The Bottom Line
Here's a fun factoid: Historically, approximately 95% of New Jersey heat waves occur after June 7th. (That is, 265 of 279 heat waves at Newark since 1931.) That shows just how unseasonable - but not unheard of - our current stretch of hot, humid weather is.
Temperatures will run 10 to 15 degrees above normal for three more days: Monday, Tuesday, and Wednesday. After a weekend of hazy sunshine and bone-dry weather, we will have to add some clouds and thunderstorms to the mix.
Thursday looks like our big cooldown day. And the difference between "hot" and "not" will be stark. By next weekend, we should settle into more seasonable conditions for mid June.
Following a hot, humid, summery weekend, I have no doubt we'll make it an "official" heat wave Monday - that is three days in a row of 90+ degree temperatures.
I always say that the "worst" part of a heat wave is when temperatures don't cool down at night. Usually the benchmark is 70 degrees for warm vs. comfortable low temps. Temperatures are primarily in the 60s to start your Monday - not bad.
Highs will soar into the lower 90s across most of New Jersey - similar to Sunday. Of course, the Jersey Shore will be the cool spot in the state, closer to 80 degrees (especially on barrier islands.)
The combination of heat and humidity is going to feel especially suffocating in urban areas, as the heat index (the "feels like" temperature) potentially exceeds 97 degrees. A Heat Advisory is posted until 8 p.m. for Mercer, northwestern Burlington, Camden, and Gloucester counties.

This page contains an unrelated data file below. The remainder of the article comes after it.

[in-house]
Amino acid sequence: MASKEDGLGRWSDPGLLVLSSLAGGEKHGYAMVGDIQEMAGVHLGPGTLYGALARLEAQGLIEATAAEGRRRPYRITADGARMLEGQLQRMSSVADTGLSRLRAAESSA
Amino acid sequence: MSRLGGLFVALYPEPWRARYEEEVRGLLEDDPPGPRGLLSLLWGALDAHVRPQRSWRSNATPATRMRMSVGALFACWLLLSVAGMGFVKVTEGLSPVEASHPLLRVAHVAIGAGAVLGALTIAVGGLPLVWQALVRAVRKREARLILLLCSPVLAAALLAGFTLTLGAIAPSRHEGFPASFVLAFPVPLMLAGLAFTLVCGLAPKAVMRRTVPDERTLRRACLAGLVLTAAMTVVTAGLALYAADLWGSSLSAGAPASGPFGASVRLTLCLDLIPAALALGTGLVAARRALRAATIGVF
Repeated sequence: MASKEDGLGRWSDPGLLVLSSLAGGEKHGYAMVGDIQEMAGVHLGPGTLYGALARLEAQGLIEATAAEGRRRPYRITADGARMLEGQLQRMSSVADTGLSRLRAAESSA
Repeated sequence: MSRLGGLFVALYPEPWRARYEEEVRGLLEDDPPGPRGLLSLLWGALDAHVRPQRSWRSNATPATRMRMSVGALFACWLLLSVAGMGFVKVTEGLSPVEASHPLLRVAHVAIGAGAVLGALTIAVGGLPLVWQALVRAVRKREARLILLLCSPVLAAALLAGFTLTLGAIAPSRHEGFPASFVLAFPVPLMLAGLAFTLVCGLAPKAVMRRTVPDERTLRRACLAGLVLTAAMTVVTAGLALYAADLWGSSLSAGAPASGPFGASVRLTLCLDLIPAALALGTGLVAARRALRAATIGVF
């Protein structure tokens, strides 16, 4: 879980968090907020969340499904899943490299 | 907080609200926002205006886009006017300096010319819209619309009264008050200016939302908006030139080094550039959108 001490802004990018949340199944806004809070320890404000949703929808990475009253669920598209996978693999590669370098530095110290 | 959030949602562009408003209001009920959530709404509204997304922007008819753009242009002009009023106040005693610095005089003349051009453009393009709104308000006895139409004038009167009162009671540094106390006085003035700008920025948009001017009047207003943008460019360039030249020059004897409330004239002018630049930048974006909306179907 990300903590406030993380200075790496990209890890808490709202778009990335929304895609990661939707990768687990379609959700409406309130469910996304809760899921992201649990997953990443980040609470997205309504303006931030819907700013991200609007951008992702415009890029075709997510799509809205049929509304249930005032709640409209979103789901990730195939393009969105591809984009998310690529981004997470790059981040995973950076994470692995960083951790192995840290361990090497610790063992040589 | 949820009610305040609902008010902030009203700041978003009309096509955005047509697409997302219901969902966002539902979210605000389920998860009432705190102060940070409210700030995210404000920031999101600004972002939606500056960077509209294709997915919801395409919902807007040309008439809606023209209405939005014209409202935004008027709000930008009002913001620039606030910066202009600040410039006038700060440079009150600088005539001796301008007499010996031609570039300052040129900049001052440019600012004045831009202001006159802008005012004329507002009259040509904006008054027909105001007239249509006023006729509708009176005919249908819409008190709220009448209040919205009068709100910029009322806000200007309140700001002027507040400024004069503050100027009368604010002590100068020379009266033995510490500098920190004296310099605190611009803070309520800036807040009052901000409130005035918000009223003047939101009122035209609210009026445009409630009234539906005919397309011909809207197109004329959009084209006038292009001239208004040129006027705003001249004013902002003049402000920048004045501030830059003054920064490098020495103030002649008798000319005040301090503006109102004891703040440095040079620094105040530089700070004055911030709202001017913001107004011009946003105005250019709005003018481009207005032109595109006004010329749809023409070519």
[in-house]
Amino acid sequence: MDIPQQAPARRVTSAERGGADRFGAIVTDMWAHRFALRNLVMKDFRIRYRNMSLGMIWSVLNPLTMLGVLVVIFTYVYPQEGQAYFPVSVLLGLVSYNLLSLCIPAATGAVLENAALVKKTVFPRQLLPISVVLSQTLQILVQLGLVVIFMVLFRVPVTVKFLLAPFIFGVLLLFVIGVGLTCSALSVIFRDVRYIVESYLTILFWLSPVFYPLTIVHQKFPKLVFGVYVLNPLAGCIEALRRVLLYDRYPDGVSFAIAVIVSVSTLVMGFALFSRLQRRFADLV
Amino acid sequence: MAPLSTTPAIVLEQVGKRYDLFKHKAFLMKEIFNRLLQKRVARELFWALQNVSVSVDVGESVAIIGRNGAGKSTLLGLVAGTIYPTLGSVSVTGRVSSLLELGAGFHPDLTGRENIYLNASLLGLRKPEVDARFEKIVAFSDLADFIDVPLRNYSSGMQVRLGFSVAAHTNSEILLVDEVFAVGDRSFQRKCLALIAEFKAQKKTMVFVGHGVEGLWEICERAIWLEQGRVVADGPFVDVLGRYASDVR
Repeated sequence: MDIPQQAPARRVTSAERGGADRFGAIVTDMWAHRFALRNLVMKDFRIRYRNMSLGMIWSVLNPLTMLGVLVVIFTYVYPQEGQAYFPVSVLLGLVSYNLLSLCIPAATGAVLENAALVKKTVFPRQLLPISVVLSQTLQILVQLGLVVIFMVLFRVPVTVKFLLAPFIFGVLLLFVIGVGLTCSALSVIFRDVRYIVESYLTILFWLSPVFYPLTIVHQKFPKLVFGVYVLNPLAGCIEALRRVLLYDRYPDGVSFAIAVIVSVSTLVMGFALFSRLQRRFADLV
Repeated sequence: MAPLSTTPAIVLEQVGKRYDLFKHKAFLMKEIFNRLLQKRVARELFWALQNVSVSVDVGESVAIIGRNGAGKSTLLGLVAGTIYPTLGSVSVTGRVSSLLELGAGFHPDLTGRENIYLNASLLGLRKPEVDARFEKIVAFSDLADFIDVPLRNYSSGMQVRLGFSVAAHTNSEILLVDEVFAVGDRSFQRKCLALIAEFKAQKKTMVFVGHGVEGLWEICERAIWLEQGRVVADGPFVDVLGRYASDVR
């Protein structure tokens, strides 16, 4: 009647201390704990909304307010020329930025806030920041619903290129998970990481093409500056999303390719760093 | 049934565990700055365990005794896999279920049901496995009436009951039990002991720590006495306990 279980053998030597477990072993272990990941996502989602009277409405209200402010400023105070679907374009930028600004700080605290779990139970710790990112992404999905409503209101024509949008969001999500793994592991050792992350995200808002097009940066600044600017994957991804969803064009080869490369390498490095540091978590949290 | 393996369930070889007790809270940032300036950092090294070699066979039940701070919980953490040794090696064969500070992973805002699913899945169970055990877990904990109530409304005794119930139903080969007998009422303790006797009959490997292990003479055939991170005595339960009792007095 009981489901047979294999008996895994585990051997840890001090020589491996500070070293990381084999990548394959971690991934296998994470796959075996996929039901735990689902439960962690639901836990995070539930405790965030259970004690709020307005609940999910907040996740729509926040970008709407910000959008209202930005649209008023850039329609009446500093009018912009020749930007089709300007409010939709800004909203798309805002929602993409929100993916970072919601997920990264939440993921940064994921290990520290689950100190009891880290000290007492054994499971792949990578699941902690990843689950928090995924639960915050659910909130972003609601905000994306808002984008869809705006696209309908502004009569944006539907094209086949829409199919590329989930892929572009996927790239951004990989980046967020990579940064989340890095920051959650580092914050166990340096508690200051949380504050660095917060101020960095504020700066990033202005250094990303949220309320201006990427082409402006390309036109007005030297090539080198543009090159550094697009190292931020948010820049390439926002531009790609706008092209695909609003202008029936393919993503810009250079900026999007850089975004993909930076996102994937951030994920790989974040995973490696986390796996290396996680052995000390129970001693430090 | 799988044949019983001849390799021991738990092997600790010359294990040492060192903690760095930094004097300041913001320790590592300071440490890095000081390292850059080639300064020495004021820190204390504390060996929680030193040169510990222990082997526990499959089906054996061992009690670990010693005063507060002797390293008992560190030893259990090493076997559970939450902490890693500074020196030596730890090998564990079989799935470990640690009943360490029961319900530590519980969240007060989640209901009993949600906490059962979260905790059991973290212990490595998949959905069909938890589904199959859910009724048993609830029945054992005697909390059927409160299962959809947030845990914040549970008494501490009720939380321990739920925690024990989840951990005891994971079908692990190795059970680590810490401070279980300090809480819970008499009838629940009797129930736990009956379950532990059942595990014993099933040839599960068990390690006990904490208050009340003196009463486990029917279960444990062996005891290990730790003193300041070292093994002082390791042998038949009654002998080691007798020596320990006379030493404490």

While we will start the day with hazy sunshine, substantial cloud cover will build Monday afternoon.
In addition, there's a good chance we see a popup thunderstorm somewhere in the state too. Very isolated, but capable of producing a brief downpour and some gusty winds. According to forecast models, the best chance of such a storm would be in northern New Jersey.
I'll keep a shower in the forecast for Monday night, with mostly cloudy skies and muggy conditions. Low temperatures will only fall into the lower 70s by Tuesday morning.
Probably the best chance of showers and thunderstorms will develop Tuesday, from midday to early evening. (About lunchtime to dinnertime.) Odds are pretty good that most of New Jersey will see some raindrops. And those storms could push out some heavier rain and wind too.
Because of the rain chance and a mix of sun and clouds, temperatures will cool slightly. Highs will reach the upper 80s to around 90 degrees. While part of NJ may fall out of "heat wave" territory, it's still going to be unseasonably warm and uncomfortably humid.
About the same as Tuesday, although fewer models paint a stormy scenario for NJ at this point. Mostly cloudy, with scattered thunderstorms possible. For one more day, highs will once again push into the upper 80s to around 90 degrees.
The big cooldown day. As a cold front passes through New Jersey, it will turn dramatically cooler and less humid. Our latest forecast calls for highs in the mid 70s, with clouds and a stiff east-northeast breeze.
I do have some hesitation about the timing and extent of that cooldown. I'm not sure if we can truly call this a "backdoor" front - but it is unusual, because it will affect NJ from due north to due south. (Regular fronts sweep from west to east, while backdoor fronts show more of a northeast to southwest progression.) In any case, we've had several cases this spring of backdoor cold fronts in the forecast completely washing out before arriving. It's a non-traditional end to a rather unusual heat wave - that's why confidence is low and minds are open for now.
Friday & Beyond
Both the GFS and Euro models show a batch of steady-ish rain clipping New Jersey around early Friday morning. And then clouds and surprisingly cool temperatures will end the workweek, as we only top out in the 60s. (A full 25 degrees cooler than earlier in the week, by the way.)
It's a little too far out to fully nail down the weekend forecast yet, but I like what I see. Partly sunny and 75 to 80 degrees? That's right on the normal for mid June, with only about a week to go until the Summer Solstice.